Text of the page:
Looking at your list, are there any tandem categories you can combine? For instance, maybe you have Contracts, Business Receipts, and Royalties. All of these could be lumped under the category of Business. The top-tier folders should be few and recognizable.

Once you have your top-tier, determine their importance. Which ones do you access most often?

Tip: You can determine the order the folders appear by simply adding a number (1, 2, 3 or letter A, B, C…) in front of the file name.

Now it’s time to create folders for your list. If you use a PC, click on File Explorer. If you use a Mac, click on Finder. Since most digital folder systems automatically list alphabetically, I number mine so they show up in the order I want.

  1. Books
  2. Business
  3. Website
  4. Agent
  5. Short Stories
  6. Articles
  7. Speaking
  8. Writers Group
  9. Home

Once you have your top-tier folders set up, you can determine the categories within each of them. Let’s look at Books.

Think about the types of books you write. Do you write more than one genre? Do you write novellas? Do you self-publish? Do you have a publisher? Are you a hybrid author?

Basically, you want to figure out the most meaningful way to access your files. I have mine separated according to length, genre and/or publisher. For whatever reason, I find my list easy to understand. Do what works for you!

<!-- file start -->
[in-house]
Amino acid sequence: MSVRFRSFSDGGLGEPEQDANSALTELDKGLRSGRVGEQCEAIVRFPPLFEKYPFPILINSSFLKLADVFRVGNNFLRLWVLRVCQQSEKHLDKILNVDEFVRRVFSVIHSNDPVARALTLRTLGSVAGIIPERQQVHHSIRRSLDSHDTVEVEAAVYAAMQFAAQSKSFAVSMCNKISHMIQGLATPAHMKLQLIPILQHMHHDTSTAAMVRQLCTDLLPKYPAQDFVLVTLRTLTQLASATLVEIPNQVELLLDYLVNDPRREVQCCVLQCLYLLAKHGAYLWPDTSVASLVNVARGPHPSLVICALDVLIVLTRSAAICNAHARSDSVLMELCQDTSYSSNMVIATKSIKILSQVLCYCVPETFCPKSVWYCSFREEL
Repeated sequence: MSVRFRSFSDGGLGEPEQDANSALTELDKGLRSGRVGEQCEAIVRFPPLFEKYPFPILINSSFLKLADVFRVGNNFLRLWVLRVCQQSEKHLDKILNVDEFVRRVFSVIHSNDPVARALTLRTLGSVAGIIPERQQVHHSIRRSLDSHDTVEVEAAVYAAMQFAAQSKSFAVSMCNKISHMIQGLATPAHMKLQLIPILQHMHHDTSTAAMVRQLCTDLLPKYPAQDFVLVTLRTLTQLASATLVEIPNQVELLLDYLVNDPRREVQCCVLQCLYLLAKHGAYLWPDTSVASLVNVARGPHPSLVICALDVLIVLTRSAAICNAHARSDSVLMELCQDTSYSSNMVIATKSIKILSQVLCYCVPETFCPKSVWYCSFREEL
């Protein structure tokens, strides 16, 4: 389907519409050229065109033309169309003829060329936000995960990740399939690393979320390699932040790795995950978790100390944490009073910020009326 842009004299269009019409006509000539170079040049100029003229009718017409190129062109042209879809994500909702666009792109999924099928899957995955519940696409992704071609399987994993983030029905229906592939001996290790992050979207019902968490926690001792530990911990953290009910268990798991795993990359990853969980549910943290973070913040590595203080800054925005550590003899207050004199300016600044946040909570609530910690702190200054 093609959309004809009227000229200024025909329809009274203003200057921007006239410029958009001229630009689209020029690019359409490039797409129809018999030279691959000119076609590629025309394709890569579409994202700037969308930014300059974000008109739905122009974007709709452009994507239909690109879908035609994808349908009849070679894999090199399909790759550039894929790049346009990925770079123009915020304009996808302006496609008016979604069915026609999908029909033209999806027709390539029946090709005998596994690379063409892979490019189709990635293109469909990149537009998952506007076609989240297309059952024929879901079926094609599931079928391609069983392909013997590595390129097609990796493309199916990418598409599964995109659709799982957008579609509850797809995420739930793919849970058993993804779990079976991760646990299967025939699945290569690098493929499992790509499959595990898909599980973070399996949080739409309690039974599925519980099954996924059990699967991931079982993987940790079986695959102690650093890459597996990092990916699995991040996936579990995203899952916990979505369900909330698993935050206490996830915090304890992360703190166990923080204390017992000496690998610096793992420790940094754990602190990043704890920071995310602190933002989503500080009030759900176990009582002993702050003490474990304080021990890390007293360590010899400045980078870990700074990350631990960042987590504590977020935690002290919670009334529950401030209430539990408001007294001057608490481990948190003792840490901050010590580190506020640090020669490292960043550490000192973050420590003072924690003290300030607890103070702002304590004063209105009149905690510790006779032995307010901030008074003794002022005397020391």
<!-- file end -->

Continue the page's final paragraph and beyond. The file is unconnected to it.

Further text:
1. Love Inspired
  2. Trade Length Contemporaries
  3. Nonfiction
  4. Novellas
  5. Trade Length Romantic Suspense
  6. Old Harlequins

Back to the Books folder…once you have determined how to further break down books by genre, length, publisher, or whatever method you choose, it’s time to make the folders.

If you write books in a series, create a folder for each series under its appropriate category. For instance, in the Love Inspired folder, I have Lake Endwell, Wyoming Cowboys, Wyoming Sweethearts, and Novellas. If you don’t write in a series, you can create a folder for the individual books in this category. Use the title to name the folder, and if the title changes at some point, simply rename the folder. It’s easy!